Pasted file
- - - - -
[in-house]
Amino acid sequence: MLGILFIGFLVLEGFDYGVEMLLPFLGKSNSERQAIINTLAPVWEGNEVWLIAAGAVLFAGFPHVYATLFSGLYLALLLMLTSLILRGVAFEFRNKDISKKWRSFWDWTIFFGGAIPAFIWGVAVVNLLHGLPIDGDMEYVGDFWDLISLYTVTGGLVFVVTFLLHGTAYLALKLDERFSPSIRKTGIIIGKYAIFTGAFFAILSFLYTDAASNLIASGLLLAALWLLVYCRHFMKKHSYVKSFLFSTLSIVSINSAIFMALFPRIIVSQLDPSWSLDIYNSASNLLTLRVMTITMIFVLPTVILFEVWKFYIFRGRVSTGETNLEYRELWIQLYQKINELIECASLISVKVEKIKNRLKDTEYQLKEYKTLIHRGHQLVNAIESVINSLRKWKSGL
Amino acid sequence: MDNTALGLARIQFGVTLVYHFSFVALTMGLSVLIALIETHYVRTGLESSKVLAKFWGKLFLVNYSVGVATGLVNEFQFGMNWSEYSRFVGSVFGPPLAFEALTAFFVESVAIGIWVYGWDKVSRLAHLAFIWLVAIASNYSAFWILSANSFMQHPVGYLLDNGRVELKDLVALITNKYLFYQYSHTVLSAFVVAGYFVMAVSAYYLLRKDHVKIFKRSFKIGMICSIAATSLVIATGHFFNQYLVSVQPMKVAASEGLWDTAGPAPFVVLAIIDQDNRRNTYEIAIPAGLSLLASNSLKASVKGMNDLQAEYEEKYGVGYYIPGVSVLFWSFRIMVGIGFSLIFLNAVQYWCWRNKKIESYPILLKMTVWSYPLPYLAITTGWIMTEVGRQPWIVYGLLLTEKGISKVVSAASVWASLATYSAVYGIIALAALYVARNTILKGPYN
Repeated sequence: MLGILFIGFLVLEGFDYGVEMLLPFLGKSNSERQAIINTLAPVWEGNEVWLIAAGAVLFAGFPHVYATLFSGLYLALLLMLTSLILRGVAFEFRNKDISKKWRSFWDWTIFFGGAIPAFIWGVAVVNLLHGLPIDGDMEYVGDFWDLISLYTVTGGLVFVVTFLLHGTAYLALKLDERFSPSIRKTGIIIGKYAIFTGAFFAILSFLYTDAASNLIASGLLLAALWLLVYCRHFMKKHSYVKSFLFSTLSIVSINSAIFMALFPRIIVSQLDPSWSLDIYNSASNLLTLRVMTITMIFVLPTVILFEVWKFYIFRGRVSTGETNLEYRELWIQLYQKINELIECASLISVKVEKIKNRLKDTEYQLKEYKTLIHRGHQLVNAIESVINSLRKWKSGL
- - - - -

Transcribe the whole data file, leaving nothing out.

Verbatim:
[in-house]
Amino acid sequence: MLGILFIGFLVLEGFDYGVEMLLPFLGKSNSERQAIINTLAPVWEGNEVWLIAAGAVLFAGFPHVYATLFSGLYLALLLMLTSLILRGVAFEFRNKDISKKWRSFWDWTIFFGGAIPAFIWGVAVVNLLHGLPIDGDMEYVGDFWDLISLYTVTGGLVFVVTFLLHGTAYLALKLDERFSPSIRKTGIIIGKYAIFTGAFFAILSFLYTDAASNLIASGLLLAALWLLVYCRHFMKKHSYVKSFLFSTLSIVSINSAIFMALFPRIIVSQLDPSWSLDIYNSASNLLTLRVMTITMIFVLPTVILFEVWKFYIFRGRVSTGETNLEYRELWIQLYQKINELIECASLISVKVEKIKNRLKDTEYQLKEYKTLIHRGHQLVNAIESVINSLRKWKSGL
Amino acid sequence: MDNTALGLARIQFGVTLVYHFSFVALTMGLSVLIALIETHYVRTGLESSKVLAKFWGKLFLVNYSVGVATGLVNEFQFGMNWSEYSRFVGSVFGPPLAFEALTAFFVESVAIGIWVYGWDKVSRLAHLAFIWLVAIASNYSAFWILSANSFMQHPVGYLLDNGRVELKDLVALITNKYLFYQYSHTVLSAFVVAGYFVMAVSAYYLLRKDHVKIFKRSFKIGMICSIAATSLVIATGHFFNQYLVSVQPMKVAASEGLWDTAGPAPFVVLAIIDQDNRRNTYEIAIPAGLSLLASNSLKASVKGMNDLQAEYEEKYGVGYYIPGVSVLFWSFRIMVGIGFSLIFLNAVQYWCWRNKKIESYPILLKMTVWSYPLPYLAITTGWIMTEVGRQPWIVYGLLLTEKGISKVVSAASVWASLATYSAVYGIIALAALYVARNTILKGPYN
Repeated sequence: MLGILFIGFLVLEGFDYGVEMLLPFLGKSNSERQAIINTLAPVWEGNEVWLIAAGAVLFAGFPHVYATLFSGLYLALLLMLTSLILRGVAFEFRNKDISKKWRSFWDWTIFFGGAIPAFIWGVAVVNLLHGLPIDGDMEYVGDFWDLISLYTVTGGLVFVVTFLLHGTAYLALKLDERFSPSIRKTGIIIGKYAIFTGAFFAILSFLYTDAASNLIASGLLLAALWLLVYCRHFMKKHSYVKSFLFSTLSIVSINSAIFMALFPRIIVSQLDPSWSLDIYNSASNLLTLRVMTITMIFVLPTVILFEVWKFYIFRGRVSTGETNLEYRELWIQLYQKINELIECASLISVKVEKIKNRLKDTEYQLKEYKTLIHRGHQLVNAIESVINSLRKWKSGL